Beloved faculty honored for commitment to students, industry
Chris Lyons was having a hard time controlling his emotions.
A video of a host of his former RIT students explaining the profound impact he had on them rolled before a large crowd at the Rochester Advertising Federation’s 28th annual ADDY Awards on March 14. The touching tribute garnered thunderous cheers. But now, he didn’t know if he could get through his speech.
For how he’s helped and inspired those around him, Lyons, a beloved adjunct faculty in RIT’s School of Design since 2004 and freelance illustrator and designer, received the Silver Achievement Award at this year’s ADDYs, held at the Joseph A. Floreano Riverside Convention Center. It is a nomination-based honor given to an individual for their creative ability and contributions to the Rochester advertising industry and community.
As Lyons took the stage, it was fitting that former students Sarah Casale ’15 and Teysia Parks ’15 (both graphic design) were there to offer Lyons a hug and words of support to settle him down.
“They turned it around and said, ‘We’re right behind you, you got this,’” Lyons said. “It centered me. I get as much from my students as they get from me. I know that, and I love it.”
It was a small thank-you for Lyons’ staunch commitment to the success of his students — which is what elicited nominations from Casale and others.
“He’s been everything for me and for a lot of people,” Casale said. “I wouldn’t be the same person without him.”
The Rochester ADDY Awards brings together local professionals and college students to celebrate and recognize excellence in marketing and advertising. The local awards event is part of the American Advertising Awards’ three-tier national competition, with winners advancing to district and then national levels. In addition to Lyons, a host of RIT students and alumni won Gold and Silver ADDYs at the local competition.
Now collected, Lyons received a standing ovation for his thoughtful speech about how his students inspire him and keep him going.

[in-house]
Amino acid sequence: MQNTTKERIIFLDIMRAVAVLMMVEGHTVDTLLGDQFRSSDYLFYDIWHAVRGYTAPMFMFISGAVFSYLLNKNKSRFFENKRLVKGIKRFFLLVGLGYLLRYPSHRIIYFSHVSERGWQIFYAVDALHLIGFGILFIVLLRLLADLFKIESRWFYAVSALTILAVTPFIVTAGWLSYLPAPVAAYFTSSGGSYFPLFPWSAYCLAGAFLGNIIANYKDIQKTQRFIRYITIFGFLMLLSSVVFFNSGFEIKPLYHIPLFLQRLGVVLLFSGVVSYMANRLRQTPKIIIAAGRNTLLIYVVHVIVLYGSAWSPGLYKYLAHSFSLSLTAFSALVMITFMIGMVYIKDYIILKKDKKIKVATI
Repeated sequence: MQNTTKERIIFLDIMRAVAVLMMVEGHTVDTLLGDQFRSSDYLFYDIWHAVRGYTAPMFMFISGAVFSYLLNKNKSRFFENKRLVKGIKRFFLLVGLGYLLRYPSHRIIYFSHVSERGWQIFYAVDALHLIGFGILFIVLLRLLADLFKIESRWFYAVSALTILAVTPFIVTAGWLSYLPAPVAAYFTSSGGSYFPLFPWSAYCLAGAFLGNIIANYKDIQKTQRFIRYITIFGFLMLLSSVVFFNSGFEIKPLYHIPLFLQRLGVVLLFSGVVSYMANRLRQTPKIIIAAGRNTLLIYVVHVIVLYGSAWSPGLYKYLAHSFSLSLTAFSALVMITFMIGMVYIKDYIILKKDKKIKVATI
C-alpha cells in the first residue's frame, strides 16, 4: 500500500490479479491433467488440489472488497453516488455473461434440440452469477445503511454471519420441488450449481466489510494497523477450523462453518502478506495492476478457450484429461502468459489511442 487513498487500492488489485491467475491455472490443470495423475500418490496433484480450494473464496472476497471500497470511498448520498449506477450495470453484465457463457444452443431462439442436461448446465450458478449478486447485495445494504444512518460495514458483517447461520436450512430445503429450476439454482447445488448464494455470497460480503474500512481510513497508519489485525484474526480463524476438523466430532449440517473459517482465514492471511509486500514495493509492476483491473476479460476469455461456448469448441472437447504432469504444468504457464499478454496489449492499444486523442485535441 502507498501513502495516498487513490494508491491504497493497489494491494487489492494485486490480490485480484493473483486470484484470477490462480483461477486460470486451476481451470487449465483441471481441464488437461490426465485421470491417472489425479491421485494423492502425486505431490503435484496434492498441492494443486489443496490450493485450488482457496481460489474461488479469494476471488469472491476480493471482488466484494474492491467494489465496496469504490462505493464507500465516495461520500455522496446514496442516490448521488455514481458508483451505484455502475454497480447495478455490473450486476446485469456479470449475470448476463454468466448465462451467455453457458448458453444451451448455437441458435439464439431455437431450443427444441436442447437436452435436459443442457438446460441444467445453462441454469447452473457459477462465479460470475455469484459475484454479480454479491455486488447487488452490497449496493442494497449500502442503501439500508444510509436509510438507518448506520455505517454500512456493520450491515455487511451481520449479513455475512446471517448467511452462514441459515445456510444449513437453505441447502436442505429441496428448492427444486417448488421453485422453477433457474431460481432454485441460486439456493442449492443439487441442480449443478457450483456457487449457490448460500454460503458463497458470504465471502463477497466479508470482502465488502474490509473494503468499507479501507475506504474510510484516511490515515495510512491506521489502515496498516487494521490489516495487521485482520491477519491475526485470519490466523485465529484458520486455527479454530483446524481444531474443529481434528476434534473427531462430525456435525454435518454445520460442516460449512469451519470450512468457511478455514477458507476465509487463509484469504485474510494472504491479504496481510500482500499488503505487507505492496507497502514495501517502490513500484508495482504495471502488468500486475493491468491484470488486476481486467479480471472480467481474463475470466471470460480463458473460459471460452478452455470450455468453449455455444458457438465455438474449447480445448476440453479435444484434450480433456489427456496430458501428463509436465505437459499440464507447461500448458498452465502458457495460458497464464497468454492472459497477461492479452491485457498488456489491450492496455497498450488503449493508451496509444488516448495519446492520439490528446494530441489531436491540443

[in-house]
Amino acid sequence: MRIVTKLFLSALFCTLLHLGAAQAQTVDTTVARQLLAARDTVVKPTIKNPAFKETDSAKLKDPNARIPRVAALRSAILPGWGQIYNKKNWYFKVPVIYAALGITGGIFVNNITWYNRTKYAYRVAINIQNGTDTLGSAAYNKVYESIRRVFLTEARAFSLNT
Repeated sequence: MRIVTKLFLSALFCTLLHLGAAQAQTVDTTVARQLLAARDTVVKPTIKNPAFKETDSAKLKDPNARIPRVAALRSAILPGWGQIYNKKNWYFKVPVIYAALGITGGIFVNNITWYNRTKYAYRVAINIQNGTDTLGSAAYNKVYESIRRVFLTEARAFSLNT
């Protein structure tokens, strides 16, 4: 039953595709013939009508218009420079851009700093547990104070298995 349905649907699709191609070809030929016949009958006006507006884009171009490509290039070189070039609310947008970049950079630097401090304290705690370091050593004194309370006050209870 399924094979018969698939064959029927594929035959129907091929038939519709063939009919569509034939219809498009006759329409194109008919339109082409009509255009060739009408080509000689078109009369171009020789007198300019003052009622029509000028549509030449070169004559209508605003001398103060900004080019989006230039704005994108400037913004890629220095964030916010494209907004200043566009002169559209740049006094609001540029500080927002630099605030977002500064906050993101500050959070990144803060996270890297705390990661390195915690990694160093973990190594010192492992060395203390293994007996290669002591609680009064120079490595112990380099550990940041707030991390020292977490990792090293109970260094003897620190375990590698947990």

Standing behind the lectern, Lyons told a story of how friends of his are retiring and ask when he plans to. Thing is, he has no such plans.
Lyons doesn’t know how he could possibly walk away from his career as an illustrator, designer and educator. He considers none of them jobs; they’re passions.
“After I came out of advertising, I was looking for meaning in my work, and I found it teaching these kids,” Lyons said of his 15 years, and counting, at RIT. “You can see the effect that you’re able to have on these students if you’re really in it with them — if you’re genuine about wanting to do what’s best for them. If you take yourself out of the equation, it’s amazing what happens.
Casale is one of many examples of former students being appreciative of Lyons’ guidance.
Lyons helped her land a job at ESPN a couple years ago and was there to advise when she felt it was time to move on and return to Rochester. Again with the support of Lyons, Casale landed at Optic Sky, where she is a motion graphics artist for the local production company founded by Aaron Gordon ’13 (film and animation).
“He would do that for any student, no matter how many years it’s been,” Casale said. “If you want to go somewhere, he’ll figure it out. That’s why he deserves to win.”
Casale said Lyons’ encouragement never wavers. Emails to him are answered within the hour and he routinely makes himself accessible for chats over coffee and phone calls.
“Some of the people I’ve talked to just reaffirms everything I know about him — he’s always available to talk,” Casale said. “And he will do that for literally all of his students, which has to be thousands of people at this point. I don’t know how he has the time, but thank God he does, because he has helped so many people get to where they are.”
Leah Hall ’16 (graphic design) considers Lyons more of a friend than mentor “because he makes you feel like a friend. It’s less about looking up to someone than trying to get you to where you should be.”
That approach is appreciated by his students.
“He treats you as a professional, not as a student,” Casale said.
“We know we can trust him,” said Hall, who traveled from Pittsburgh, Pennsylvania, to see Lyons get honored. “He’s our inner monologue.”